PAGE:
Anne Sofie von Otter
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By Wolfgang Amadeus Mozart - Karita Mattila, Sir Neville Marriner, Academy of St. Martin in the Fields, Anne Sofie von Otter & José Van Dam
By Claude Debussy - Anne Sofie von Otter & Bengt Forsberg
By Wolfgang Amadeus Mozart - Anne Sofie von Otter, Sir Neville Marriner & Academy of St. Martin in the Fields
By Jacques Offenbach - Anne Sofie von Otter, Marc Minkowski, Les Musiciens du Louvre, Stéphanie d' Oustrac & Choeur des Musiciens du Louvre-Grenoble
By Wolfgang Amadeus Mozart - Sir Neville Marriner, Academy of St. Martin in the Fields, Dame Kiri Te Kanawa & Anne Sofie von Otter
By Wolfgang Amadeus Mozart - Dame Kiri Te Kanawa, Sir Neville Marriner, Academy of St. Martin in the Fields, Anne Sofie von Otter & Anthony Rolfe Johnson
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About Anne Sofie von Otter
Mezzo-soprano Anne Sofie von Otter is known for her versatility in operatic roles, her interesting recital choices, and her willingness to take vocal risks.
Her father was a Swedish diplomat whose career took the family to Bonn, London, and back to Stockholm while Anne Sofie was growing up. As a result, she gained fluency in several languages. She studied music at the Guildhall School of Music and Drama in London. Her main voice teacher was Vera Rozsa, while Erik Werba and Geoffrey Parsons coached her in lieder interpretation. She gained a contract with the Basle Opera in 1983 and remained there until 1985, debuting as Alcina in Haydn's Orlando Paladino. A tall, statuesque woman, she took several male roles written for mezzo-sopranos ("trouser roles"), including Cherubino in Mozart's Marriage of Figaro, Hänsel in Humperdinck's Hänsel und Gretel, Orpheus in Gluck's Orfée et Eurydice, Octavian in Strauss' Rosenkavalier, the Composer in Strauss' Ariadne auf Naxos, and the title role of Rossini's Tancredi.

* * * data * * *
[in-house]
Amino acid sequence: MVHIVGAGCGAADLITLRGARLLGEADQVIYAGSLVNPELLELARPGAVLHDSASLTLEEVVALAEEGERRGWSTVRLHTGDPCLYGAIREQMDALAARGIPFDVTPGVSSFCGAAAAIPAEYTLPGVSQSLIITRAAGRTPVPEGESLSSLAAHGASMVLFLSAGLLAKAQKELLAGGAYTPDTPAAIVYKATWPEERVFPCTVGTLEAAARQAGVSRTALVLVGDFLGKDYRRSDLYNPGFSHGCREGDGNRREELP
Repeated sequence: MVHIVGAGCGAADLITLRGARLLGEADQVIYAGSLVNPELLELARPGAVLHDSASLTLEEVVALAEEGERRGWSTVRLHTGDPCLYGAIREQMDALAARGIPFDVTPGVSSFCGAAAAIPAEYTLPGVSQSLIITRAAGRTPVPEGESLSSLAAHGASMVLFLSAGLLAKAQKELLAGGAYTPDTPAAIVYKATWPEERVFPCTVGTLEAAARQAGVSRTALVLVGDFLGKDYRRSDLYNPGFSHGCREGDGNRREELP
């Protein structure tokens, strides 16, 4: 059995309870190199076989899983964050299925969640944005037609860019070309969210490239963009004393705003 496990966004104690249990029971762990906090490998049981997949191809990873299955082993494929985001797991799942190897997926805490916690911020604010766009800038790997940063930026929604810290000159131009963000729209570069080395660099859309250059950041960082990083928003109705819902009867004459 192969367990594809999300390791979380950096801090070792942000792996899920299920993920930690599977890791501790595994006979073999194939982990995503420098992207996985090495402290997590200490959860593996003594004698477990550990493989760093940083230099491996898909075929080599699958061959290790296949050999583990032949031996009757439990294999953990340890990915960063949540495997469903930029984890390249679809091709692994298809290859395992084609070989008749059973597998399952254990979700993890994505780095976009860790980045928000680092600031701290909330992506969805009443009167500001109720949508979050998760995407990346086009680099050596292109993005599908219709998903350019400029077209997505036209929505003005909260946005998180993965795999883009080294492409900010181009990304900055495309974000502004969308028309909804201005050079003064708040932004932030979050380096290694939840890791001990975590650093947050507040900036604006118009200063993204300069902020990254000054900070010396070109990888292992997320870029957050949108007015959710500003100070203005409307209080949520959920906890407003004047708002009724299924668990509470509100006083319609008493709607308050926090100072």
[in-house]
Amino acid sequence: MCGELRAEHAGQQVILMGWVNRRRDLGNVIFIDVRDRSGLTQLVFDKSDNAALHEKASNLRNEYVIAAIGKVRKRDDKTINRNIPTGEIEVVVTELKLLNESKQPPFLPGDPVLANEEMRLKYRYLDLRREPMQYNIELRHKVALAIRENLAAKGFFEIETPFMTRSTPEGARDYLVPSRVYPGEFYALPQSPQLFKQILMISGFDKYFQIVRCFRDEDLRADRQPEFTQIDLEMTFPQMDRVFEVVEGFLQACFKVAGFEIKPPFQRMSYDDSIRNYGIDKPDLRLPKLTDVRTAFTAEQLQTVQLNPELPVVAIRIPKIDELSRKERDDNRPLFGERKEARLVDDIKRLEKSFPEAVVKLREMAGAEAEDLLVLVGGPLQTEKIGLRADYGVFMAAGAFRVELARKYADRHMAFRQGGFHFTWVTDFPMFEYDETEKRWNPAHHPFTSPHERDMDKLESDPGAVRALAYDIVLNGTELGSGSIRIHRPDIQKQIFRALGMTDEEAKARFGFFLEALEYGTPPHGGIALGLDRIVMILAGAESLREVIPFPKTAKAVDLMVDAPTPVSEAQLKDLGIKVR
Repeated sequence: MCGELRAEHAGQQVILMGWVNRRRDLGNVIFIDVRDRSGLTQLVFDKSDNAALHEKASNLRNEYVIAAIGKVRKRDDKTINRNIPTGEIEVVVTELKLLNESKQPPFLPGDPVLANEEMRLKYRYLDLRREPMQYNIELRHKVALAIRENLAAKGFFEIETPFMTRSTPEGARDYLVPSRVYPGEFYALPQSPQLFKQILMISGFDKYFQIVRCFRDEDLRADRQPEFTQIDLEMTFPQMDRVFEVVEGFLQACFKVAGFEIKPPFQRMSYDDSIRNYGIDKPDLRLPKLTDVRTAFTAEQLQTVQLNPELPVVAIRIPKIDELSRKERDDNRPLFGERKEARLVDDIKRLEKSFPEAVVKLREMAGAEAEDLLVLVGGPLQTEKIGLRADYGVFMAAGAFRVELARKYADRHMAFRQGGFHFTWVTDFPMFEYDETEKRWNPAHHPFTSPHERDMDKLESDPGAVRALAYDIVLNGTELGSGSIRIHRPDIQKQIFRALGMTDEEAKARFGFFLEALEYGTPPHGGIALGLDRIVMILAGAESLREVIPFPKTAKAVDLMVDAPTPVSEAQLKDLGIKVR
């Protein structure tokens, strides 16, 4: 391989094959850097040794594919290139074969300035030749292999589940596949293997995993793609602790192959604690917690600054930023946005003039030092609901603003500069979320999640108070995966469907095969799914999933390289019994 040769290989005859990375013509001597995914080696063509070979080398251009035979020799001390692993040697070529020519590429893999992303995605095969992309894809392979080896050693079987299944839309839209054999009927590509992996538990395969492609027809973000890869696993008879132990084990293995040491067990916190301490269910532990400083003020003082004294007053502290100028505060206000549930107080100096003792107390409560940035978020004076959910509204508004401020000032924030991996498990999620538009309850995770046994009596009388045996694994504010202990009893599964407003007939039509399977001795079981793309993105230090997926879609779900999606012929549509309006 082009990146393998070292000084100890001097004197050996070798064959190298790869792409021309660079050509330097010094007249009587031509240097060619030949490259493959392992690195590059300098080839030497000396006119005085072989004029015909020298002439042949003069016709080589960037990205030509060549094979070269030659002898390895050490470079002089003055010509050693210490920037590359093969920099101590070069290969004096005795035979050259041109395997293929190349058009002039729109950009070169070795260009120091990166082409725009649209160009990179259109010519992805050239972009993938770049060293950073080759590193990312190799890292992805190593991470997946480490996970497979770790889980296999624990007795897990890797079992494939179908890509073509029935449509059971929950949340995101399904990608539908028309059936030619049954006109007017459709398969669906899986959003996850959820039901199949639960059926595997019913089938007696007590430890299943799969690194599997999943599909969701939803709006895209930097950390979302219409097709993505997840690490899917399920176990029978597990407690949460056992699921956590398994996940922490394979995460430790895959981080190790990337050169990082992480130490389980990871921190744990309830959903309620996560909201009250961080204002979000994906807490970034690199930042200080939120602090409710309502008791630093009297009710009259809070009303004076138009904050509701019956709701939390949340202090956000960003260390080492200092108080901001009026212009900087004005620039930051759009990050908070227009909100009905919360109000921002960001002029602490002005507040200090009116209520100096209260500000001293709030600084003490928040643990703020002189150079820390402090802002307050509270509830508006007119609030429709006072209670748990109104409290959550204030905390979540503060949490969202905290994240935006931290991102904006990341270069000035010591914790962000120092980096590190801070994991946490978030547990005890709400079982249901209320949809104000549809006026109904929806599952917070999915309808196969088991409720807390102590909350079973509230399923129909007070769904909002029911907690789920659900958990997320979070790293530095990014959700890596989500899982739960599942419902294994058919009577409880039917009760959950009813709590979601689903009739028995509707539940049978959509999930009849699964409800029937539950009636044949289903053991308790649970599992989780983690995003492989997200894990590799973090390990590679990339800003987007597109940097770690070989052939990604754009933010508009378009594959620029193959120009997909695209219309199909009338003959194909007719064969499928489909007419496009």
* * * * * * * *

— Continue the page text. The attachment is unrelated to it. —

One reason for the high proportion of Baroque- and Classical-era operas in her repertory is an important working relationship with conductor John Eliot Gardiner. She first auditioned for him in 1985, but failed to make an impression then. It was only with a subsequent chance for him to hear her that he began working with her. She has joined him in recordings of Beethoven's Ninth Symphony; Mozart's Clemenza di Tito, Idomeneo, and Requiem; Monteverdi's La favola d'Orfeo and L'incoronazione di Poppea; Handel's Agrippina and Jephtha; Gluck's Orfée et Eurydice; and Bach's Christmas Oratorio and St. Matthew Passion. He also conducted von Otter's recording of Weill's Seven Deadly Sins and selected theater songs.
Another major artistic partner is pianist Bengt Forsberg, her recital partner and a leading scholar of song literature. Von Otter relies on him to suggest songs and organize the programs of her recitals. With him, she has tended to specialize in lieder from the beginning and end of the Romantic period, including well-received recordings of songs by Schubert, Schumann, Brahms, Zemlinsky, Korngold, and Mahler as well as the late Romantic Nordic composers Grieg, Alfvén, Rangström, Stenhammar, and Sibelius. Other recordings include Terezin/Theresienstadt, music from the concentration camp; Love Songs by Brad Mehldau; and 2013's Douce France.
When she came to record Weill's Seven Deadly Sins, she used the original version for high soprano, a range she possesses, rather than the once-traditional mezzo-soprano version made for Lotte Lenya late in that singer's career. Von Otter has also recorded Alban Berg's Seven Early Songs, another strain for many high sopranos. In addition, she is not averse to stretching her voice for dramatic effect. "I believe in shock effects," she once said in an interview. However, past the age of 40 she had some particularly bad experiences as a result of these two tendencies and, she admits, hurt her voice. As a result, she has decided to be "sensible" and transpose down.
She and her husband, stage designer Benny Frederiksson, live in Stockholm with their two children. ~ Rovi Staff
- Stockholm, Sweden
- May 9, 1955
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